Wednesday, February 4, 2015

Winter growing plants are pretty cool

There are lots of ways to organize plants. It's something that real serious botanists spend whole careers doing – determining which plants are related genetically, or by ecosystem, or what have you. Hobbyist plant collectors have their own categorization schemes, which may or may not be strictly botanically valid. The hobbyists tend to focus primarily on cultivation requirements, since providing good conditions for plants (especially weird plants like carnivores) can be expensive or difficult, so it's nice to know what groups of plants can grow in the systems you've set up.

Sundew growers are particularly blessed/cursed in that Drosera is such a heterogeneous genus, with plants growing all over the world in all sorts of habitats (in contrast with, for example, Sarracenia, which have relatively similar needs in cultivation).

I have my own, thoroughly unscientific, categories which guide me in developing my collection.

Temperate (Drosera filiformis, Drosera rotundifolia)
South American (Drosera spiralis, Drosera camporupestris)
Petiolaris (Drosera ordensis, Drosera falconeri)
Tuberous (Drosera ramellosa, Drosera zonaria)
Pygmy (Drosera scorpioides, Drosera allantostigma)
Winter-growing South African (Drosera cistiflora, Drosera hilaris)
"Annuals" (Drosera burmannii, Drosera hartmeyerorum)
Assorted warm temperate, subtropical, and tropical plants (Drosera capensis, Drosera binata, the Three Sisters of Queensland)

I recently acquired a plant from a group new to me, the South African winter growers. This is Drosera cistiflora.

Drosera cistiflora.
It started dewing up so quickly!
I acquired this plant through the Facebook group Carnivorous Plant Auctions and Sales. It's a great resource if you're looking to expand your collection or sell off a few of your extra plants. I've had some D. cistiflora seeds for several months but I hadn't given germination a shot because...well, I'm not sure why. In any case, this plant has acclimated pretty quickly, and it's even coloring up under my lights a bit.

Drosera ramellosa is another winter grower (though it's a tuberous species from Australia). It's not doing quite as well.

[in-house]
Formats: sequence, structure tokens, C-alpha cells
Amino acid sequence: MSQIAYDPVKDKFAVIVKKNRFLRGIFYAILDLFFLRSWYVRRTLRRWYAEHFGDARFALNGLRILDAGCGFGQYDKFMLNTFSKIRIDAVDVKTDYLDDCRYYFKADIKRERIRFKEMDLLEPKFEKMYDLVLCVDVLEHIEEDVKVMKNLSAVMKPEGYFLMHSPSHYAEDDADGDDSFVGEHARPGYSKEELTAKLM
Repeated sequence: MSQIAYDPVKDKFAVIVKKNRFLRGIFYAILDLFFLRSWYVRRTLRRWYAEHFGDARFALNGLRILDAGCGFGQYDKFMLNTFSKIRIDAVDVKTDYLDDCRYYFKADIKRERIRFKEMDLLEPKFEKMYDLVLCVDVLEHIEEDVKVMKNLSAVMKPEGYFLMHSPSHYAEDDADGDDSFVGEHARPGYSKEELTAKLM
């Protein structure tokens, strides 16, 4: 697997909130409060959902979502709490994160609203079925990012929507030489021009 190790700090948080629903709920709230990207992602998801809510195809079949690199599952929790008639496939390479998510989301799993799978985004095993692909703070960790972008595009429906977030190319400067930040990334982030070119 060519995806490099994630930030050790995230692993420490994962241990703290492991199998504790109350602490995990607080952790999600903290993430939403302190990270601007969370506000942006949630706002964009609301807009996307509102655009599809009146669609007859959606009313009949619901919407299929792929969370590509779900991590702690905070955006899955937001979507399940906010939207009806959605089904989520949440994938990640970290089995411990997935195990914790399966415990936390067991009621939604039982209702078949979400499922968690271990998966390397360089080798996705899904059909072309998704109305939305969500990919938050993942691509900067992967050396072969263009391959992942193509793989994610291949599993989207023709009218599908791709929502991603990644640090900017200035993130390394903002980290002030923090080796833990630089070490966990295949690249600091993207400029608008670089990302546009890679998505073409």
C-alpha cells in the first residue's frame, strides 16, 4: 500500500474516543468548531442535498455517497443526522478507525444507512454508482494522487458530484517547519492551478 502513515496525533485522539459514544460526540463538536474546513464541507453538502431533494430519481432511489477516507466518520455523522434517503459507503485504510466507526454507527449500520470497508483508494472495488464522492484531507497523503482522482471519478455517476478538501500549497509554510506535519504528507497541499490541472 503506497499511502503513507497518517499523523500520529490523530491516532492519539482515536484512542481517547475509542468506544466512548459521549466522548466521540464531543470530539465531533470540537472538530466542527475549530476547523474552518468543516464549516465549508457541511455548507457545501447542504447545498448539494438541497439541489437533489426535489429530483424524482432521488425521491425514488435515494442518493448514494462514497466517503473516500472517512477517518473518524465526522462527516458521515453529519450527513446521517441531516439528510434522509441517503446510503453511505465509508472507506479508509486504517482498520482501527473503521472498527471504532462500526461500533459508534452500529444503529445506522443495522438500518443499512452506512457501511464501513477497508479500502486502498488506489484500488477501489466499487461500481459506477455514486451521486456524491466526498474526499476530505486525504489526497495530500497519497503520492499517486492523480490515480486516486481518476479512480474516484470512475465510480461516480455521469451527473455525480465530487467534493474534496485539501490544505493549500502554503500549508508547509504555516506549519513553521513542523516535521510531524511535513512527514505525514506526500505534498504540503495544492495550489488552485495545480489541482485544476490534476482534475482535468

Drosera ramellosa.
Don't go dormant yet! Come on!
The tips seem to be dying back, which is what it will do in summer as it goes dormant. But this is way, way too early to be dying back. It was sorta warm lately, but not that warm. I hope I don't lose this plant. We'll see what happens.

My Drosera rupicola (which I acquired at the same time) is doing much better.

Drosera rupicola.
I've fed this one a couple times.
The color is pretty good, and it's definitely still growing. Hope it stays that way.

Pygmy sundews are sort of winter growers. They're summer dormant at least. I've got a stray Drosera omissa growing in this Drosera grievei pot.

Drosera grievei with Drosera omissa and other pygmy sundews.
D. omissa is really a beast. They've gotten really big already.
I think some of the pygmies in the rear of this tray didn't get sprayed as well, so they have a much lower success rate. I guess I'll just have to wait to harvest some gemmae next year and then re-sow some of these pots. The lesson in this is to make sure that your pygmy pots are easily accessible when sowing on sand, since they definitely need to be kept moist.

The second round of pygmies is in a smaller tray, so hopefully they see more success as I spray them more regularly. This is Drosera oreopodion.

Drosera oreopodion.
They're just specks.
Well, it's almost D. oreopodion. It'll be D. oreopodion soon. There aren't many pictures of this plant online, so I'm excited to see how it develops!

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